Next, you’ll need to dig holes for the fence posts. Remember to dig holes deep enough to secure the posts if your dog is fairly strong, and wide enough to pour concrete around to secure if needed. Your next task will be to construct the flooring (an easy task if you’ve opted for natural grass!) then put up the fencing. Remember to include a door or gate both you and your dog can fit through.
Once the basic run has been constructed, you can add extras such as shade, water bowls, and toys. Although we’ve called these ‘extras’, they are still necessary for your dog to be safe and have fun. After all, this is what dog runs are made for!
The video below shows a simplified run being made in just a few hours. This is a great solution if you are able to utilize your house and garden fence as sides to the run. Even if you’re not, it gives you a rough idea of what materials you’ll need and how to go about building a run.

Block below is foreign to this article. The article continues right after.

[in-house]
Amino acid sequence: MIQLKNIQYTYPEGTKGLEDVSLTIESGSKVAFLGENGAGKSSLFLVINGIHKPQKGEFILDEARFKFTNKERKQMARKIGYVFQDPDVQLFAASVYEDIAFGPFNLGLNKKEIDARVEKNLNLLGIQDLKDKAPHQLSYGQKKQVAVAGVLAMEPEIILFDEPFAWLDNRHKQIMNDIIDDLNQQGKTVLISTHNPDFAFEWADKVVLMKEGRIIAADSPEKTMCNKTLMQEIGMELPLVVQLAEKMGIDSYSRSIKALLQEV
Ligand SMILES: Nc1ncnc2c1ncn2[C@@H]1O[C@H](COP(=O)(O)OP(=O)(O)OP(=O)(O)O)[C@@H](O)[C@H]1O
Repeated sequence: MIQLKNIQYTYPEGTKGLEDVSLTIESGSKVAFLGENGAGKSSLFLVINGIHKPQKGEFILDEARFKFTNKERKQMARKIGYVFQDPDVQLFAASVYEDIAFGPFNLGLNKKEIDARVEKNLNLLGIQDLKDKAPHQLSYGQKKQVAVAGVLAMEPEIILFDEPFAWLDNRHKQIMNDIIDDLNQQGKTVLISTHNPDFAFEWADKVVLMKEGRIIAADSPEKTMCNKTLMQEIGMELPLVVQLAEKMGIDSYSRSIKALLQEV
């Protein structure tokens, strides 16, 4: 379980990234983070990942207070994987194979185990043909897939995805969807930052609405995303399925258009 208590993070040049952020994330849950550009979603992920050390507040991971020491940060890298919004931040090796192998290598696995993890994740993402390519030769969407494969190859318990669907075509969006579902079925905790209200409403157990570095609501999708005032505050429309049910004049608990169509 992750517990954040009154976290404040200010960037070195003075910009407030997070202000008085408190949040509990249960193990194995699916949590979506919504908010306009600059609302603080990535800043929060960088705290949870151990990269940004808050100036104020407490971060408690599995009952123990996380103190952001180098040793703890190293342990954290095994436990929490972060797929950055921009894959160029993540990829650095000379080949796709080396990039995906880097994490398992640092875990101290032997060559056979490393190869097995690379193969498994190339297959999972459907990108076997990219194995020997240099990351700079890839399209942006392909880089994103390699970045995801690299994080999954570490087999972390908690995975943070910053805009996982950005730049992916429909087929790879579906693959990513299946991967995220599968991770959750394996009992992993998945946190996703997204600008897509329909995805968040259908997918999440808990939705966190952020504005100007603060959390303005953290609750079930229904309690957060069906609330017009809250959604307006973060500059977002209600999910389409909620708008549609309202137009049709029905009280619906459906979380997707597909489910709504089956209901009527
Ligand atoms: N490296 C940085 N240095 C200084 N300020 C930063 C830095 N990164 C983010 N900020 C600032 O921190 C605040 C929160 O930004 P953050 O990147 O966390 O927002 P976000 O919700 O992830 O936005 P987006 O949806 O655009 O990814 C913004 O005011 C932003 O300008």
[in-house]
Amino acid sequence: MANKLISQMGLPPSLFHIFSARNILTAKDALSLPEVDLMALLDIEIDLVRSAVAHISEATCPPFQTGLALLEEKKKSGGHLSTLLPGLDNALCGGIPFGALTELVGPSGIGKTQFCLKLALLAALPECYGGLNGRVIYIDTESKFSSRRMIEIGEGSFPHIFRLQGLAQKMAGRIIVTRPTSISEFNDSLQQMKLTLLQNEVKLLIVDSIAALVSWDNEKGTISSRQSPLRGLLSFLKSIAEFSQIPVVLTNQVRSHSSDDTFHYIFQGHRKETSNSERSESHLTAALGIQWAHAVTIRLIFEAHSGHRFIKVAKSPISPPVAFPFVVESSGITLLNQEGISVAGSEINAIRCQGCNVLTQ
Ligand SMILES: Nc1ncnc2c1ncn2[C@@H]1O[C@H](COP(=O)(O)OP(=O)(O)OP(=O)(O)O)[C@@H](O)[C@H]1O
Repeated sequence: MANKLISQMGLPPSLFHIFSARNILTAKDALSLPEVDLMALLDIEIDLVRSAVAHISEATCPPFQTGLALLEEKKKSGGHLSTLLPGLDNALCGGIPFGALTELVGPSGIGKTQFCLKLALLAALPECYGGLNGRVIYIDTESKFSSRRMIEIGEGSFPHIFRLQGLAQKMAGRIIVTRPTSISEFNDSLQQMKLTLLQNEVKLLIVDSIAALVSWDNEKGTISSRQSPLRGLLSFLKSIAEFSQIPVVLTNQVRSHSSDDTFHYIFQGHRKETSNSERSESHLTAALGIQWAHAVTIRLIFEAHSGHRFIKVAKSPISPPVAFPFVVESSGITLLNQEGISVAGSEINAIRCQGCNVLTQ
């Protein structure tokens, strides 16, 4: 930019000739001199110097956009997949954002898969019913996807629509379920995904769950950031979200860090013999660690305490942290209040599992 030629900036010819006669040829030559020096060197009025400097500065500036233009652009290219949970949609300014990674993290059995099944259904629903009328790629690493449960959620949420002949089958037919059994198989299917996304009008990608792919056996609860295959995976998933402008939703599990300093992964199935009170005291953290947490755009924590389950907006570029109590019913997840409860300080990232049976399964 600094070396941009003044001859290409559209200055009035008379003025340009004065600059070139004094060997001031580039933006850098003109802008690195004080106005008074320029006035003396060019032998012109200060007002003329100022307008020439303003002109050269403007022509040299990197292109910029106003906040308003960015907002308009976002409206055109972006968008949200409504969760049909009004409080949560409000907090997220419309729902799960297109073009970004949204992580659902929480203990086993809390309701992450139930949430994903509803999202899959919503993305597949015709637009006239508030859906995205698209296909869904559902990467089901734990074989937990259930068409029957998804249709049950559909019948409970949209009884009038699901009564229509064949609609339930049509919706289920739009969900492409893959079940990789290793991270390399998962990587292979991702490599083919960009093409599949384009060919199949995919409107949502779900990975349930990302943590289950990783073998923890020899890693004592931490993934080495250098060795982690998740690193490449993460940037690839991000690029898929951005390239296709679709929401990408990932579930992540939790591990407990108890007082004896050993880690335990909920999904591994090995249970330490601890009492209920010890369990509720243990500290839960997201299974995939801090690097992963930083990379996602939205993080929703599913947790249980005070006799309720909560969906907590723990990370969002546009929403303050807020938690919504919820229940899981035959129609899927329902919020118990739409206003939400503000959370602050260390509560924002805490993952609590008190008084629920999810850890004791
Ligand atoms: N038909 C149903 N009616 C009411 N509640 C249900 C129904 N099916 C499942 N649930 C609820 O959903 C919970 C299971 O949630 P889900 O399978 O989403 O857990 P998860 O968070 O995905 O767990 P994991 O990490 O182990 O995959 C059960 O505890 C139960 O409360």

Have a Separate Space for Your Dog!
If you want a separate space in your yard designated for your dog, then it’s time to build one! Dog runs are a great way to ensure your pup has space to exercise and play while still allowing you room to relax.
All you have to do is pick a location, have the right materials, and follow our very easy to guide to get you started with the project.
For more on helping your pup stay fit and healthy, see these articles:
P.S. Help a friend learn how to build a backyard dog run by pinning this!